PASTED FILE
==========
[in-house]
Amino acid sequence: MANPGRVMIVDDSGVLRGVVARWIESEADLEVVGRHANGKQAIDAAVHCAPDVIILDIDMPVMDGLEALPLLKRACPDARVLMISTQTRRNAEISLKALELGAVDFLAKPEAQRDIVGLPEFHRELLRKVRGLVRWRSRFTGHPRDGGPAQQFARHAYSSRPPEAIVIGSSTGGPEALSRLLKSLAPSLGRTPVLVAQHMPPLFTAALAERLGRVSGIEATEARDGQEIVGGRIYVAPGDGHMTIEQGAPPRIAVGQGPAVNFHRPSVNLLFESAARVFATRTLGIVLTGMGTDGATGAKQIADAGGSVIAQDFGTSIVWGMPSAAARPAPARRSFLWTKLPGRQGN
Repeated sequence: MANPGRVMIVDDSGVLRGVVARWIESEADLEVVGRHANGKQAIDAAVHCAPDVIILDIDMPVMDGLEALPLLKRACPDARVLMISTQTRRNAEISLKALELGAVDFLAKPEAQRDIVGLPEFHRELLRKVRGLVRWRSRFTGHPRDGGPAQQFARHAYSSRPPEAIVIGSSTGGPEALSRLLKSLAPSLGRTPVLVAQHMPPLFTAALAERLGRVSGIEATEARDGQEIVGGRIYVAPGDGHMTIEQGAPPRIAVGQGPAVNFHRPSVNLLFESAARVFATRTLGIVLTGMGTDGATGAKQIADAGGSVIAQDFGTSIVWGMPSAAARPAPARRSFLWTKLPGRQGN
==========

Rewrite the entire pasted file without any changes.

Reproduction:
[in-house]
Amino acid sequence: MANPGRVMIVDDSGVLRGVVARWIESEADLEVVGRHANGKQAIDAAVHCAPDVIILDIDMPVMDGLEALPLLKRACPDARVLMISTQTRRNAEISLKALELGAVDFLAKPEAQRDIVGLPEFHRELLRKVRGLVRWRSRFTGHPRDGGPAQQFARHAYSSRPPEAIVIGSSTGGPEALSRLLKSLAPSLGRTPVLVAQHMPPLFTAALAERLGRVSGIEATEARDGQEIVGGRIYVAPGDGHMTIEQGAPPRIAVGQGPAVNFHRPSVNLLFESAARVFATRTLGIVLTGMGTDGATGAKQIADAGGSVIAQDFGTSIVWGMPSAAARPAPARRSFLWTKLPGRQGN
Repeated sequence: MANPGRVMIVDDSGVLRGVVARWIESEADLEVVGRHANGKQAIDAAVHCAPDVIILDIDMPVMDGLEALPLLKRACPDARVLMISTQTRRNAEISLKALELGAVDFLAKPEAQRDIVGLPEFHRELLRKVRGLVRWRSRFTGHPRDGGPAQQFARHAYSSRPPEAIVIGSSTGGPEALSRLLKSLAPSLGRTPVLVAQHMPPLFTAALAERLGRVSGIEATEARDGQEIVGGRIYVAPGDGHMTIEQGAPPRIAVGQGPAVNFHRPSVNLLFESAARVFATRTLGIVLTGMGTDGATGAKQIADAGGSVIAQDFGTSIVWGMPSAAARPAPARRSFLWTKLPGRQGN